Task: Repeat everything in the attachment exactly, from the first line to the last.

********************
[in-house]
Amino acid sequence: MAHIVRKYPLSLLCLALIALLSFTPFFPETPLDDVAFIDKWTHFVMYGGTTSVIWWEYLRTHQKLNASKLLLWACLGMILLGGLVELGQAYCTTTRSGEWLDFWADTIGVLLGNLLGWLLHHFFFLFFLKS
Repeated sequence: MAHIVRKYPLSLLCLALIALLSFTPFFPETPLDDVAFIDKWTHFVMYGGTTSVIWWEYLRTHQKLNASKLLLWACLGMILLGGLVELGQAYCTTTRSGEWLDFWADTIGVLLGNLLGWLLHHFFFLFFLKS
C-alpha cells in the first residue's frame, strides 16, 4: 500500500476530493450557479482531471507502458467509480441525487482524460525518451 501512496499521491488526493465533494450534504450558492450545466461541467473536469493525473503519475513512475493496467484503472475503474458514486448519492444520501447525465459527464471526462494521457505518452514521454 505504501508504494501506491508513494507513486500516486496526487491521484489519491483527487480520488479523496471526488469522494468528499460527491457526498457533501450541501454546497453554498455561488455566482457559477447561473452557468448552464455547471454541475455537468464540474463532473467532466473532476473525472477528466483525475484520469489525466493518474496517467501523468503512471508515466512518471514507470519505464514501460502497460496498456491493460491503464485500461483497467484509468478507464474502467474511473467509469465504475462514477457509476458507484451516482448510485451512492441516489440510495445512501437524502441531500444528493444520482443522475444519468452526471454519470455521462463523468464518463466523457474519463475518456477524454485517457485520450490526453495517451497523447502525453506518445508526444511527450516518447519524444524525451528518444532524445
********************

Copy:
[in-house]
Amino acid sequence: MAHIVRKYPLSLLCLALIALLSFTPFFPETPLDDVAFIDKWTHFVMYGGTTSVIWWEYLRTHQKLNASKLLLWACLGMILLGGLVELGQAYCTTTRSGEWLDFWADTIGVLLGNLLGWLLHHFFFLFFLKS
Repeated sequence: MAHIVRKYPLSLLCLALIALLSFTPFFPETPLDDVAFIDKWTHFVMYGGTTSVIWWEYLRTHQKLNASKLLLWACLGMILLGGLVELGQAYCTTTRSGEWLDFWADTIGVLLGNLLGWLLHHFFFLFFLKS
C-alpha cells in the first residue's frame, strides 16, 4: 500500500476530493450557479482531471507502458467509480441525487482524460525518451 501512496499521491488526493465533494450534504450558492450545466461541467473536469493525473503519475513512475493496467484503472475503474458514486448519492444520501447525465459527464471526462494521457505518452514521454 505504501508504494501506491508513494507513486500516486496526487491521484489519491483527487480520488479523496471526488469522494468528499460527491457526498457533501450541501454546497453554498455561488455566482457559477447561473452557468448552464455547471454541475455537468464540474463532473467532466473532476473525472477528466483525475484520469489525466493518474496517467501523468503512471508515466512518471514507470519505464514501460502497460496498456491493460491503464485500461483497467484509468478507464474502467474511473467509469465504475462514477457509476458507484451516482448510485451512492441516489440510495445512501437524502441531500444528493444520482443522475444519468452526471454519470455521462463523468464518463466523457474519463475518456477524454485517457485520450490526453495517451497523447502525453506518445508526444511527450516518447519524444524525451528518444532524445